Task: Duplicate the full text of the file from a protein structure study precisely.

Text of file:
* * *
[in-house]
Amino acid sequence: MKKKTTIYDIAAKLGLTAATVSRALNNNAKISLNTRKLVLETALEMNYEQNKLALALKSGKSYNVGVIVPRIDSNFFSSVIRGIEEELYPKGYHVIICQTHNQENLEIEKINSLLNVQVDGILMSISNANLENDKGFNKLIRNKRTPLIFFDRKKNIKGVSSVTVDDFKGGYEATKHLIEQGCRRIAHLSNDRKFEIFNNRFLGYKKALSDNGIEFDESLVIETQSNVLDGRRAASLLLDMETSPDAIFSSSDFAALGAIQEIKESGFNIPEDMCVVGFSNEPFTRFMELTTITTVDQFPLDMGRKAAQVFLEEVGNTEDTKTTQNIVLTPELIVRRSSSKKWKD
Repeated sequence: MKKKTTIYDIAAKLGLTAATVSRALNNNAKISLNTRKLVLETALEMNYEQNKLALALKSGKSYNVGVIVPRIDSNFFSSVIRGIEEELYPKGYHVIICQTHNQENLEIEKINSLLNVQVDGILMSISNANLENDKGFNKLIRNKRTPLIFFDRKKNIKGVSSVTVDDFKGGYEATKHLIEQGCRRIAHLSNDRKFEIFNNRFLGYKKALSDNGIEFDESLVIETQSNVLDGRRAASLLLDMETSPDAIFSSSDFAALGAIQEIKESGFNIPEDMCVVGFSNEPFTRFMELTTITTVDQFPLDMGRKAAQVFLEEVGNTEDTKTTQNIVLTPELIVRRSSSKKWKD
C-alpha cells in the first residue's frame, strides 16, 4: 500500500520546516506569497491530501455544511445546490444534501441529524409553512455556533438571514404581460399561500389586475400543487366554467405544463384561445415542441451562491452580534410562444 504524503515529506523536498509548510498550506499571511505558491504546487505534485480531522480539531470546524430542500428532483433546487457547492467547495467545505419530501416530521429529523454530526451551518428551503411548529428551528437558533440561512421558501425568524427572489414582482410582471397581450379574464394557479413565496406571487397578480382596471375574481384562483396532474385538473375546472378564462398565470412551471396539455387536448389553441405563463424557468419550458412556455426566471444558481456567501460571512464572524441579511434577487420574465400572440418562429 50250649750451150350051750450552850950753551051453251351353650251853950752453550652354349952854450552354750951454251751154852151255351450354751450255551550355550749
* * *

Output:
[in-house]
Amino acid sequence: MKKKTTIYDIAAKLGLTAATVSRALNNNAKISLNTRKLVLETALEMNYEQNKLALALKSGKSYNVGVIVPRIDSNFFSSVIRGIEEELYPKGYHVIICQTHNQENLEIEKINSLLNVQVDGILMSISNANLENDKGFNKLIRNKRTPLIFFDRKKNIKGVSSVTVDDFKGGYEATKHLIEQGCRRIAHLSNDRKFEIFNNRFLGYKKALSDNGIEFDESLVIETQSNVLDGRRAASLLLDMETSPDAIFSSSDFAALGAIQEIKESGFNIPEDMCVVGFSNEPFTRFMELTTITTVDQFPLDMGRKAAQVFLEEVGNTEDTKTTQNIVLTPELIVRRSSSKKWKD
Repeated sequence: MKKKTTIYDIAAKLGLTAATVSRALNNNAKISLNTRKLVLETALEMNYEQNKLALALKSGKSYNVGVIVPRIDSNFFSSVIRGIEEELYPKGYHVIICQTHNQENLEIEKINSLLNVQVDGILMSISNANLENDKGFNKLIRNKRTPLIFFDRKKNIKGVSSVTVDDFKGGYEATKHLIEQGCRRIAHLSNDRKFEIFNNRFLGYKKALSDNGIEFDESLVIETQSNVLDGRRAASLLLDMETSPDAIFSSSDFAALGAIQEIKESGFNIPEDMCVVGFSNEPFTRFMELTTITTVDQFPLDMGRKAAQVFLEEVGNTEDTKTTQNIVLTPELIVRRSSSKKWKD
C-alpha cells in the first residue's frame, strides 16, 4: 500500500520546516506569497491530501455544511445546490444534501441529524409553512455556533438571514404581460399561500389586475400543487366554467405544463384561445415542441451562491452580534410562444 504524503515529506523536498509548510498550506499571511505558491504546487505534485480531522480539531470546524430542500428532483433546487457547492467547495467545505419530501416530521429529523454530526451551518428551503411548529428551528437558533440561512421558501425568524427572489414582482410582471397581450379574464394557479413565496406571487397578480382596471375574481384562483396532474385538473375546472378564462398565470412551471396539455387536448389553441405563463424557468419550458412556455426566471444558481456567501460571512464572524441579511434577487420574465400572440418562429 50250649750451150350051750450552850950753551051453251351353650251853950752453550652354349952854450552354750951454251751154852151255351450354751450255551550355550749